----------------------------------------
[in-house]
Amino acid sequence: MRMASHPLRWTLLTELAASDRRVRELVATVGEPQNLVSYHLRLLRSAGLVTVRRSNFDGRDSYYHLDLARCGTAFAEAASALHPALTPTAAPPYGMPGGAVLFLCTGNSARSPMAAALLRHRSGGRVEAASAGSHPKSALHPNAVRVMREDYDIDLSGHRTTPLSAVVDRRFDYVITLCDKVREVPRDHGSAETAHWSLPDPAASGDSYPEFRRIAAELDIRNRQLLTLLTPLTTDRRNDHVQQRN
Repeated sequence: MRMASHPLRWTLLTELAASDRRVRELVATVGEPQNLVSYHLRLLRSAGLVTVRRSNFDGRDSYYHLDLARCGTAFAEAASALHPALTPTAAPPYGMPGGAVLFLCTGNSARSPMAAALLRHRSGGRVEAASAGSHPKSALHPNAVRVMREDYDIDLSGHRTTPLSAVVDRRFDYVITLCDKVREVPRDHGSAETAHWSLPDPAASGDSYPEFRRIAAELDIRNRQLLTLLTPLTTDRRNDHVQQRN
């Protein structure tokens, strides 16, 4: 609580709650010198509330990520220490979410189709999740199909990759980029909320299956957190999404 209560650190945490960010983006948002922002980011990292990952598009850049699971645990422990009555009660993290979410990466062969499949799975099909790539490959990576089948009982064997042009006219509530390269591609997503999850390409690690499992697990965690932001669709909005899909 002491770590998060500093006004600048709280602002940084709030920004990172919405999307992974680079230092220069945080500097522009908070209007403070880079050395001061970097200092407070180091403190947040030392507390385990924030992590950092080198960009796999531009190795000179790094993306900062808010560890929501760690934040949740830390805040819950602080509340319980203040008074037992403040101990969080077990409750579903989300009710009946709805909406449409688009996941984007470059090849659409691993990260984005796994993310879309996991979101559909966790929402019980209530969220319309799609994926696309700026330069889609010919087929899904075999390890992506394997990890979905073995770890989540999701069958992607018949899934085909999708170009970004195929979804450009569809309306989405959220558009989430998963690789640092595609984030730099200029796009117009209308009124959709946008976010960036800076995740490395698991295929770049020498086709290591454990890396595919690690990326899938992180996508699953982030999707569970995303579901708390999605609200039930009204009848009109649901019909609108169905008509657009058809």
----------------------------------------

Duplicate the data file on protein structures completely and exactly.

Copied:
[in-house]
Amino acid sequence: MRMASHPLRWTLLTELAASDRRVRELVATVGEPQNLVSYHLRLLRSAGLVTVRRSNFDGRDSYYHLDLARCGTAFAEAASALHPALTPTAAPPYGMPGGAVLFLCTGNSARSPMAAALLRHRSGGRVEAASAGSHPKSALHPNAVRVMREDYDIDLSGHRTTPLSAVVDRRFDYVITLCDKVREVPRDHGSAETAHWSLPDPAASGDSYPEFRRIAAELDIRNRQLLTLLTPLTTDRRNDHVQQRN
Repeated sequence: MRMASHPLRWTLLTELAASDRRVRELVATVGEPQNLVSYHLRLLRSAGLVTVRRSNFDGRDSYYHLDLARCGTAFAEAASALHPALTPTAAPPYGMPGGAVLFLCTGNSARSPMAAALLRHRSGGRVEAASAGSHPKSALHPNAVRVMREDYDIDLSGHRTTPLSAVVDRRFDYVITLCDKVREVPRDHGSAETAHWSLPDPAASGDSYPEFRRIAAELDIRNRQLLTLLTPLTTDRRNDHVQQRN
């Protein structure tokens, strides 16, 4: 609580709650010198509330990520220490979410189709999740199909990759980029909320299956957190999404 209560650190945490960010983006948002922002980011990292990952598009850049699971645990422990009555009660993290979410990466062969499949799975099909790539490959990576089948009982064997042009006219509530390269591609997503999850390409690690499992697990965690932001669709909005899909 002491770590998060500093006004600048709280602002940084709030920004990172919405999307992974680079230092220069945080500097522009908070209007403070880079050395001061970097200092407070180091403190947040030392507390385990924030992590950092080198960009796999531009190795000179790094993306900062808010560890929501760690934040949740830390805040819950602080509340319980203040008074037992403040101990969080077990409750579903989300009710009946709805909406449409688009996941984007470059090849659409691993990260984005796994993310879309996991979101559909966790929402019980209530969220319309799609994926696309700026330069889609010919087929899904075999390890992506394997990890979905073995770890989540999701069958992607018949899934085909999708170009970004195929979804450009569809309306989405959220558009989430998963690789640092595609984030730099200029796009117009209308009124959709946008976010960036800076995740490395698991295929770049020498086709290591454990890396595919690690990326899938992180996508699953982030999707569970995303579901708390999605609200039930009204009848009109649901019909609108169905008509657009058809």